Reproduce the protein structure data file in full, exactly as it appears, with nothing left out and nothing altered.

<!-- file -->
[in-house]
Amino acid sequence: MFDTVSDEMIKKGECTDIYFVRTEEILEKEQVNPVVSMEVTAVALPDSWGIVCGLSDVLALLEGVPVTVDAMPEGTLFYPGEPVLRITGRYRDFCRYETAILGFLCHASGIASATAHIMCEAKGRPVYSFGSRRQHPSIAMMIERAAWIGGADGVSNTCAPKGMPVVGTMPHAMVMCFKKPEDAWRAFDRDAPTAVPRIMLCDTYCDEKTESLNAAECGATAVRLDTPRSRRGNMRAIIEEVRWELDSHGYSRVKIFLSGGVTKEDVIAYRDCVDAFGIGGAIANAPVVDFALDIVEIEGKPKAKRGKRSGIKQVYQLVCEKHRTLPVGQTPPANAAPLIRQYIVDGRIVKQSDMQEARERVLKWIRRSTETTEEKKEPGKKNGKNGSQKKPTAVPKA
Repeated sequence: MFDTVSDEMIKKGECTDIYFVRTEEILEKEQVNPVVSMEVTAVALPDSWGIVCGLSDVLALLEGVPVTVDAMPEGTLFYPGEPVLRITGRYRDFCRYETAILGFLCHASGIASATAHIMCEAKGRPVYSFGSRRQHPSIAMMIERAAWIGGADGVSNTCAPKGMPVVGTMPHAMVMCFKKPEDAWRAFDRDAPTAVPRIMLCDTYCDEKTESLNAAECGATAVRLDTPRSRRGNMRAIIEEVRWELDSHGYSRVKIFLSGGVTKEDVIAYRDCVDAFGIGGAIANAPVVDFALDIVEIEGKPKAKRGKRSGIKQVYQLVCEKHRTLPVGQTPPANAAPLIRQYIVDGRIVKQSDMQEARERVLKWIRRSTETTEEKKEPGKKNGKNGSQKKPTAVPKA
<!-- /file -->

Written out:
[in-house]
Amino acid sequence: MFDTVSDEMIKKGECTDIYFVRTEEILEKEQVNPVVSMEVTAVALPDSWGIVCGLSDVLALLEGVPVTVDAMPEGTLFYPGEPVLRITGRYRDFCRYETAILGFLCHASGIASATAHIMCEAKGRPVYSFGSRRQHPSIAMMIERAAWIGGADGVSNTCAPKGMPVVGTMPHAMVMCFKKPEDAWRAFDRDAPTAVPRIMLCDTYCDEKTESLNAAECGATAVRLDTPRSRRGNMRAIIEEVRWELDSHGYSRVKIFLSGGVTKEDVIAYRDCVDAFGIGGAIANAPVVDFALDIVEIEGKPKAKRGKRSGIKQVYQLVCEKHRTLPVGQTPPANAAPLIRQYIVDGRIVKQSDMQEARERVLKWIRRSTETTEEKKEPGKKNGKNGSQKKPTAVPKA
Repeated sequence: MFDTVSDEMIKKGECTDIYFVRTEEILEKEQVNPVVSMEVTAVALPDSWGIVCGLSDVLALLEGVPVTVDAMPEGTLFYPGEPVLRITGRYRDFCRYETAILGFLCHASGIASATAHIMCEAKGRPVYSFGSRRQHPSIAMMIERAAWIGGADGVSNTCAPKGMPVVGTMPHAMVMCFKKPEDAWRAFDRDAPTAVPRIMLCDTYCDEKTESLNAAECGATAVRLDTPRSRRGNMRAIIEEVRWELDSHGYSRVKIFLSGGVTKEDVIAYRDCVDAFGIGGAIANAPVVDFALDIVEIEGKPKAKRGKRSGIKQVYQLVCEKHRTLPVGQTPPANAAPLIRQYIVDGRIVKQSDMQEARERVLKWIRRSTETTEEKKEPGKKNGKNGSQKKPTAVPKA